“I want to help grow the game, and I worry that the path we’re on right now, it just isn’t sustainable,” says Washington Nationals reliever Sean Doolittle, who’s been vocal about thesesubjectsonTwitter. “I think it’s really important for us to be able to use the time that we have leading up to the CBA—to continue to voice some of the concerns that we have about the direction that the game’s going, to continue to use it to advocate for changes that we think would improve the game and leave it in a better spot, and to continue to use social media to hear from fans and be able to have those constructive dialogues.”

WERTHEIM: Why Nick Francona Blackballed Himself From the Family Business

The “social” here is just as important as the “media.” Players are publicly interacting and showing solidarity with one another, and, perhaps more crucially, they’re creating a back-and-forth with fans—including those who are skeptical of their arguments.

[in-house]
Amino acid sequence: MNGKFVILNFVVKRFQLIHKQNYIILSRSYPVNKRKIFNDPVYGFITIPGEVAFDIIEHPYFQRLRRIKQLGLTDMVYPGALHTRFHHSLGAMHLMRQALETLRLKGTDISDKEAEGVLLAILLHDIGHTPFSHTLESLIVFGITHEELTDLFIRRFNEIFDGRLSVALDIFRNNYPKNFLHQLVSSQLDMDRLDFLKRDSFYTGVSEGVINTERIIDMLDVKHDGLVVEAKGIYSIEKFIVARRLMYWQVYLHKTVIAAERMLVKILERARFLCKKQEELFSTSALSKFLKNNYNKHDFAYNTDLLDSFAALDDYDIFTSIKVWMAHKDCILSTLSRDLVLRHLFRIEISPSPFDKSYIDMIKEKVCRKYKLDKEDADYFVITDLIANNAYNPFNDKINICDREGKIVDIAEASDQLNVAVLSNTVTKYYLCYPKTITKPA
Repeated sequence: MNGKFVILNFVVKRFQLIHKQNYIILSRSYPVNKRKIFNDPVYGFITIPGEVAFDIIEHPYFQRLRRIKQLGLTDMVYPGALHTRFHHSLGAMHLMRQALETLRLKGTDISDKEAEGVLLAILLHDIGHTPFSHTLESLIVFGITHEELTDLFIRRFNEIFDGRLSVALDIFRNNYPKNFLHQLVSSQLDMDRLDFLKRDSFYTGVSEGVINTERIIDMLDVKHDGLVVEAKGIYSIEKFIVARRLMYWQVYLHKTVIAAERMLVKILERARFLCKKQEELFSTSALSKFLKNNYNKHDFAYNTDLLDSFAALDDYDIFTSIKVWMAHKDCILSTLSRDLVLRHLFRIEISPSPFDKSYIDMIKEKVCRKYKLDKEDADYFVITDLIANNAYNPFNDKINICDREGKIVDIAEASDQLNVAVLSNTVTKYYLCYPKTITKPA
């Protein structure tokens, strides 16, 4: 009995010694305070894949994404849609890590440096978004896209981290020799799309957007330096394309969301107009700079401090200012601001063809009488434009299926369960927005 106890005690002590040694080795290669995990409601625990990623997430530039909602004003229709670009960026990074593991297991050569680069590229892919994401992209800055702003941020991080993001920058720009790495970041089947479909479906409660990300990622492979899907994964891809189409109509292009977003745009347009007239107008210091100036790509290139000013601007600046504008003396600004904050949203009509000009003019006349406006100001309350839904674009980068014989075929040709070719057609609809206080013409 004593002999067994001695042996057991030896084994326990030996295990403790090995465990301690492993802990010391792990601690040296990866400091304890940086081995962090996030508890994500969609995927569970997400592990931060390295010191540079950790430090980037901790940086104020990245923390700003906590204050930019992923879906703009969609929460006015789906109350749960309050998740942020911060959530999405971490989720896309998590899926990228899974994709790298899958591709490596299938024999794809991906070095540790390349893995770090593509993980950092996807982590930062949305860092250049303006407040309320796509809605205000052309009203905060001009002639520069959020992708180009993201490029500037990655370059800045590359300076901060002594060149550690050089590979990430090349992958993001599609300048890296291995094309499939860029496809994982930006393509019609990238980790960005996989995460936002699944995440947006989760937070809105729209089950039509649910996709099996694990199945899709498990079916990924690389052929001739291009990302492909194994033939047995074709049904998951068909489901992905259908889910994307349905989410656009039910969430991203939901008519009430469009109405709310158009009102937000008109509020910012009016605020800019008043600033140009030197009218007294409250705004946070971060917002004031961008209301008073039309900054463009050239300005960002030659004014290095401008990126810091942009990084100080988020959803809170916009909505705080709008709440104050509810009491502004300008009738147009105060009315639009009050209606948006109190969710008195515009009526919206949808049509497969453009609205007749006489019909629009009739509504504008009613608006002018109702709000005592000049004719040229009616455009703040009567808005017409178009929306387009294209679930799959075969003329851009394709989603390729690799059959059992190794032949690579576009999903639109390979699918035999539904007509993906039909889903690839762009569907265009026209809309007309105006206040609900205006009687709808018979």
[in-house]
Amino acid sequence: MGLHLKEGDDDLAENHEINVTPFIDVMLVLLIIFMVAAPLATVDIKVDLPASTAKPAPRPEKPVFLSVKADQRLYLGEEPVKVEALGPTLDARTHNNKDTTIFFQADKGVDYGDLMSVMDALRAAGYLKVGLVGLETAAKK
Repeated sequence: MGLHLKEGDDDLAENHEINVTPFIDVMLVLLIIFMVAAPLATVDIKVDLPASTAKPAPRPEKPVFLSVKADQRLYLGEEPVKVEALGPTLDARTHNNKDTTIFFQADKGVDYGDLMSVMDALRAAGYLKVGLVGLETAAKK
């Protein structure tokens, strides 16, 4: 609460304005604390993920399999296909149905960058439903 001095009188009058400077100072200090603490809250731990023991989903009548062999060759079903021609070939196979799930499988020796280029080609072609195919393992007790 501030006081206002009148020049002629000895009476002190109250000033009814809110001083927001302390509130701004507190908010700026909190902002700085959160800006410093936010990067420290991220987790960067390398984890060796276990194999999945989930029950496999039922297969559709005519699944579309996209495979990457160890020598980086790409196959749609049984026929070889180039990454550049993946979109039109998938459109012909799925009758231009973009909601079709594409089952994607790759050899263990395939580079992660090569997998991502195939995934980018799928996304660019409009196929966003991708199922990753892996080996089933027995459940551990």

“We are less than a month from the start of spring and once again some of our game’s bigger stars remain unsigned. Such a shame,” Evan Longoria posted on Instagram on January 18, with a photo collage of free agents like Bryce Harper and Manny Machado. “Bottom line, fans should want the best players and product on the field for their team. And as players we need to stand strong for what we believe we are worth and continue to fight for the rights we have fought for time and time again.” (New York Yankees outfielder Aaron Judge responded with “OK” hand sign emojis; San Diego Padres first baseman Eric Hosmer chimed in with “Preach Longo!”; Cleveland Indians second baseman Jason Kipnis pressed “like.”)